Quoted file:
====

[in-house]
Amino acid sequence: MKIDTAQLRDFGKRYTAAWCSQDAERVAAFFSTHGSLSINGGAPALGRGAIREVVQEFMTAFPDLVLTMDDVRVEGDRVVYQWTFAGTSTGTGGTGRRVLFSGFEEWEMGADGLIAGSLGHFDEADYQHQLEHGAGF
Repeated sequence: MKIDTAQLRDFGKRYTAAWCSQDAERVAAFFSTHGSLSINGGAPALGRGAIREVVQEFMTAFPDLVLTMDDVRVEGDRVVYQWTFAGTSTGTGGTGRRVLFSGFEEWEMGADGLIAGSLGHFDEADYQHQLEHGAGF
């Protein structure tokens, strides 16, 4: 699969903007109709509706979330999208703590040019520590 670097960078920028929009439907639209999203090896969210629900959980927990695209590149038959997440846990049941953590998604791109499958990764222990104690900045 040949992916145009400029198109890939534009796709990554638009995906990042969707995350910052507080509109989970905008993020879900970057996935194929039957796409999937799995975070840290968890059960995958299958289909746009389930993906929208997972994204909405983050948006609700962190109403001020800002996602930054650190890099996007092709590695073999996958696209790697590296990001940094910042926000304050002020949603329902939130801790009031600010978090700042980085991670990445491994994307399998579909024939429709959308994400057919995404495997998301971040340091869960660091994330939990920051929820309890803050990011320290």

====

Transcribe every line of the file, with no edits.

[in-house]
Amino acid sequence: MKIDTAQLRDFGKRYTAAWCSQDAERVAAFFSTHGSLSINGGAPALGRGAIREVVQEFMTAFPDLVLTMDDVRVEGDRVVYQWTFAGTSTGTGGTGRRVLFSGFEEWEMGADGLIAGSLGHFDEADYQHQLEHGAGF
Repeated sequence: MKIDTAQLRDFGKRYTAAWCSQDAERVAAFFSTHGSLSINGGAPALGRGAIREVVQEFMTAFPDLVLTMDDVRVEGDRVVYQWTFAGTSTGTGGTGRRVLFSGFEEWEMGADGLIAGSLGHFDEADYQHQLEHGAGF
């Protein structure tokens, strides 16, 4: 699969903007109709509706979330999208703590040019520590 670097960078920028929009439907639209999203090896969210629900959980927990695209590149038959997440846990049941953590998604791109499958990764222990104690900045 040949992916145009400029198109890939534009796709990554638009995906990042969707995350910052507080509109989970905008993020879900970057996935194929039957796409999937799995975070840290968890059960995958299958289909746009389930993906929208997972994204909405983050948006609700962190109403001020800002996602930054650190890099996007092709590695073999996958696209790697590296990001940094910042926000304050002020949603329902939130801790009031600010978090700042980085991670990445491994994307399998579909024939429709959308994400057919995404495997998301971040340091869960660091994330939990920051929820309890803050990011320290």